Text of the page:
Today I’m going to talk about writing love scenes. I’m not an expert on this, by any means, but I do have a few tricks which I will pass on to you.
When I was editing for a friend of mine she had real trouble with the explicit words necessary to make the whole thing work. Either you can go the oblique route, and risk confusing the reader or jarring them out of the story with a gem like, “purple-helmeted yogurt slinger,” or you can just write “penis.” Sure, the second one lacks dramatic flair, but at least you know what you’re working with. My friend had trouble writing the explicit words, so I told her to just write in the word Smurf, and I’d put in the dirty bits.
By the time she got to the important part, she felt so silly writing Smurf over and over again, she could actually use the real words.
This was a married mom, somebody who has lived her life and done most of the stuff she was writing about many, many times.
Talking about sex is a different thing than having it, though. You’re laying your mind bare in a way and going against thousands of years of history that insists women don’t talk about this kind of thing.
Some of the most famous erotic literature penned by women has been published under pseudonyms, like The Story of O, or under the name of the author’s husband, like the Claudine novels by Sidonie-Gabriel Collette. Anais Nin’s unexpurgated diaries, with all the juicy stuff, weren’t even published until after her death.
(Disclaimer: My writing isn’t as good as theirs. That’s not false modesty, just cruel reality.)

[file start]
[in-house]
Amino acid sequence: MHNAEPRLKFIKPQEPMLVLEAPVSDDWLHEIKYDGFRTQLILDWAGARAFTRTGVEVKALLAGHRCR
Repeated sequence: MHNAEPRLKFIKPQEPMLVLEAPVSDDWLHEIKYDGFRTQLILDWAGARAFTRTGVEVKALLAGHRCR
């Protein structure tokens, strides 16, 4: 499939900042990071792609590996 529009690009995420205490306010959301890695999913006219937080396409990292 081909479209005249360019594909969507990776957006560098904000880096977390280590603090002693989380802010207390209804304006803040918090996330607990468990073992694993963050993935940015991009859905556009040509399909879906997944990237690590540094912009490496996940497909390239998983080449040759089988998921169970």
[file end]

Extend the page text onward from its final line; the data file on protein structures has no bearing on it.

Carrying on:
Anyway, female sexuality is everywhere, but somehow a female taking control over it is still an uncomfortable subject.
When I was younger, I’d seek out romance novels and stuff like that for basic information. If you’re an avid reader, you know this is the worst place for someone to find decent information about the mechanics of sex. Especially now that vampires and werewolves are in the mix, I fear for what the youth of tomorrow will think happens during orgasm. (Hint: You don’t black out or sprout fangs.)
So, when I took on taboo the first time, I used a strategy to try to keep myself from being too embarrassed.
It has worked well so far.
I always come up with something emblematic of the character’s personality. In One Lucky Night, the main female character, Charlotte, is insecure in her crush on the much more polished and sophisticated Tommy. When it comes to the love scene, though, their experience levels flip in a subtle way. I also portrayed that as a positive thing. I thought that was a neat way to develop character even while you were reading “the good part.”
Now I’m so comfortable I can usually write a love scene while my kid is sitting next to me watching Brave.
It helps that he can’t read yet.